2024 Jan, ~5400 words | Students and teachers are often not aligned with the goal of maximizing learning, which means that in the absence of accountability and incentives, classrooms are pulled towards a state of mediocrity. Accountability and incentives are typically absent in education, which leads to a "tragedy of the commons" situation where students pass courses (often with high grades) despite severely lacking knowledge of the content.

The Story of the Science of Learning
2024 Jan, ~4400 words | In terms of improving educational outcomes, science is not where the bottleneck is. The bottleneck is in practice. The science of learning has advanced significantly over the past century, yet the practice of education has barely changed.

Bloom’s Two-Sigma Problem
2024 Jan, ~300 words | The average tutored student performed better than 98% of students in the traditional class.

A Common Source of Student Mistakes
2024 Jan, ~400 words | Many students who pattern-match will tend to prefer solutions requiring fewer and simpler operations, especially if those solutions yield ballpark-reasonable results.

Ambiguous Absolute Value Expressions
2023 Nov, ~400 words | Is there a standard "order of operations" for parallel vs nested absolute value expressions, in the absence of clarifying notation?

My Go-To Math Riddle: How Many Squares are in a 10 x 10 Grid?
2023 Nov, ~400 words | Q: Draw a 10 x 10 square grid. How many squares are there in total? Not just 1 x 1 squares, but also 2 x 2 squares, 3 x 3 squares, and so on. A: The total number of square shapes is the total sum of square numbers 1 + 4 + 9 + 16 + ... + 100.

Can You Automate a Math Teacher?
2023 Oct, ~1700 words | For many (but not all) students, the answer is yes. And for many of those students, automation can unlock life-changing educational outcomes.

The Abstraction Ceiling: Why it’s Hard to Teach First-Principles Reasoning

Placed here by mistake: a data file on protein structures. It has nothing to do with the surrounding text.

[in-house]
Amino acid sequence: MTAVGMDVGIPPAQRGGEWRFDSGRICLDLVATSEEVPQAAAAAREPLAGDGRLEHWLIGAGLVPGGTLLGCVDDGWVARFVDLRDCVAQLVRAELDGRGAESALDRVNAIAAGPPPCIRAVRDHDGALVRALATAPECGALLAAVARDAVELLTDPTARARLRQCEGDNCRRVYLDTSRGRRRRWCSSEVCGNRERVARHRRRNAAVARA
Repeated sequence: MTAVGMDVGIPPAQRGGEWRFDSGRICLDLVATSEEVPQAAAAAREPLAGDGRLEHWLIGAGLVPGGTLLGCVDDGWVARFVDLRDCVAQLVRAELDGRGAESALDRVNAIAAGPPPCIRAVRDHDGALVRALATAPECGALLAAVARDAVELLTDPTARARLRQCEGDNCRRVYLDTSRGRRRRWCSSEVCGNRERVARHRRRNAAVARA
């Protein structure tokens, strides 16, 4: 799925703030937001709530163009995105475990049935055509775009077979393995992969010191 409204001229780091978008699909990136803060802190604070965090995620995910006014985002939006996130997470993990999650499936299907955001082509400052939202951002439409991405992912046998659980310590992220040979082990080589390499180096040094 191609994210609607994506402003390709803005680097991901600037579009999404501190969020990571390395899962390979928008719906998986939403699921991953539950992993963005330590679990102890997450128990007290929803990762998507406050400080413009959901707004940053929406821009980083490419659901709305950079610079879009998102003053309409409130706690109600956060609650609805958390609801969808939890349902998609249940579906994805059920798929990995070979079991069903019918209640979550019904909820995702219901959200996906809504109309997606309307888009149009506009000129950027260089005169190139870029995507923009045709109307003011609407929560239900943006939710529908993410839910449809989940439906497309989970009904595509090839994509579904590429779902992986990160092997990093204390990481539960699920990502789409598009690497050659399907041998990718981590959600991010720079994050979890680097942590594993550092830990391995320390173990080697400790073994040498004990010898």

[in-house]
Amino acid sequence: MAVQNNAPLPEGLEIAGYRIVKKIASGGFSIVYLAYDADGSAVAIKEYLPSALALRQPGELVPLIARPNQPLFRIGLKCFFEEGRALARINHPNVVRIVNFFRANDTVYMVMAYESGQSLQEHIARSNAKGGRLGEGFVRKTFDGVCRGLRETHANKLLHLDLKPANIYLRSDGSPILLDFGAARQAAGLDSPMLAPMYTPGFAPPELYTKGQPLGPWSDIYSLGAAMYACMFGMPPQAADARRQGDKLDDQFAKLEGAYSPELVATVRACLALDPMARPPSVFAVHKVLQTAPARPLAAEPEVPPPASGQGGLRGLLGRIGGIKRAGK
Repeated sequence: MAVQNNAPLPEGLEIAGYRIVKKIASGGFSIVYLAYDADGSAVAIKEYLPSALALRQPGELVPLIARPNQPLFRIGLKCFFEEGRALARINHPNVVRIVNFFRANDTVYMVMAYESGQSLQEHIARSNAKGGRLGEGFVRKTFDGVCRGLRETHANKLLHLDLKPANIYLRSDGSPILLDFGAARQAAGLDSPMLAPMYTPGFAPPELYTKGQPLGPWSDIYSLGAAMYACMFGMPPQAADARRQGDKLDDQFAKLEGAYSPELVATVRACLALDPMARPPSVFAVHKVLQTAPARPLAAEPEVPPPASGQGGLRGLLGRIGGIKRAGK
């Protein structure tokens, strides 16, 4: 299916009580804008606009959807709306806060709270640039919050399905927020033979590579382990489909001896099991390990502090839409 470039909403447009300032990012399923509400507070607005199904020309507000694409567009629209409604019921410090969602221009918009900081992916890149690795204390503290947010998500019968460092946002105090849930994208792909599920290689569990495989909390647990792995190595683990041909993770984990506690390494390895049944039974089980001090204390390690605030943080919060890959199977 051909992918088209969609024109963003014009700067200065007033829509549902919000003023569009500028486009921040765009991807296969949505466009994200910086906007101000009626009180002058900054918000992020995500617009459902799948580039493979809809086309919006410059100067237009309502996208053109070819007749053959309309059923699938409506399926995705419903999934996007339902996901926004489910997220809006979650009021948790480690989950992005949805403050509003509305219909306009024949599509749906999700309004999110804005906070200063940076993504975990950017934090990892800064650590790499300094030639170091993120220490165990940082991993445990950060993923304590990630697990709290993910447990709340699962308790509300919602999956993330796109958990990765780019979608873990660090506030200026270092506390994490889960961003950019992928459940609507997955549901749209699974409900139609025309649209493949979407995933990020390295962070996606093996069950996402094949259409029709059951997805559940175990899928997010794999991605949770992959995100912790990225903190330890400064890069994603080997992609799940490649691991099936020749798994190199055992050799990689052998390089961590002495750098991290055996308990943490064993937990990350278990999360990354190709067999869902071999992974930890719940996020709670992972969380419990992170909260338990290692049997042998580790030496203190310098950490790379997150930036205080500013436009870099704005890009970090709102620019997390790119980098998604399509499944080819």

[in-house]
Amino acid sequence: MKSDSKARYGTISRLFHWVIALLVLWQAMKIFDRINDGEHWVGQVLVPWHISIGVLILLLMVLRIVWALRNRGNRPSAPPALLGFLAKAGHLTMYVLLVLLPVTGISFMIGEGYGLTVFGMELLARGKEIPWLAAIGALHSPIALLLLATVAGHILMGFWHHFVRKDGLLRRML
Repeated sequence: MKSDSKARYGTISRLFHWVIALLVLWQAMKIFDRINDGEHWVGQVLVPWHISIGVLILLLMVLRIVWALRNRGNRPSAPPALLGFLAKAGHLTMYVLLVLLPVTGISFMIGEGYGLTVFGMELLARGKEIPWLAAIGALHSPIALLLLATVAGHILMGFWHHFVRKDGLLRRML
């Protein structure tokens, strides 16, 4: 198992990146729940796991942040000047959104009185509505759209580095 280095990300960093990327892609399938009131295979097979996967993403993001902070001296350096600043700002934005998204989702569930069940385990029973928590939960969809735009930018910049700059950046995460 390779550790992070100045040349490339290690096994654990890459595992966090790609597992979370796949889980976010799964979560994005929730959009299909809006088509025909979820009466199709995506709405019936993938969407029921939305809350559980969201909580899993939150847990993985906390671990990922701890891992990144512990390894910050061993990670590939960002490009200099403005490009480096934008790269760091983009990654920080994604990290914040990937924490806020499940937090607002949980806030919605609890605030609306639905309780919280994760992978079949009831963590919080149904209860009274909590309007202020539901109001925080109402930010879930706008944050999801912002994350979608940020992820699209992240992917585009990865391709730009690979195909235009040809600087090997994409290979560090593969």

2023 Oct, ~600 words | Everyone has some level of abstraction beyond which they are incapable of engaging in first-principles reasoning. That level is different for everyone, and it's not a hard threshold, but beyond it the time and mental effort required to perform first-principles reasoning skyrockets until first-principles reasoning becomes completely infeasible.

Thales’ Theorem
2019 Dec, ~400 words | Every inscribed triangle whose hypotenuse is a diameter is a right triangle.

The Brain in One Sentence
2015 Nov, ~2500 words | The brain is a neuronal network integrating specialized subsystems that use local competition and thresholding to sparsify input, spike-timing dependent plasticity to learn inference, and layering to implement hierarchical predictive learning.

On the Contrasting Educations and Outcomes of Ben Franklin and Montaigne
2015 May, ~1000 words | Montaigne's education, strictly dictated by his parents and university studies, resulted in an isolative work with scholarly impact but limited public reach. Conversely, Benjamin Franklin's goal-oriented self-teaching led to influential creations and roles benefiting his community and nation.

Sound Waves
2012 Dec, ~1100 words | A brief overview of sound waves and how they interact with things.

Detecting Dark Matter
2012 Dec, ~1900 words | A brief overview of the experimental search for dark matter (XENON, CDMS, PICASSO, COUPP).

Evidence for the Existence of Dark Matter
2012 Dec, ~1800 words | Mass discrepancies in galaxies and clusters, cosmic background radiation, the structure of the universe, and big bang nucleosynthesis's impact on baryon density.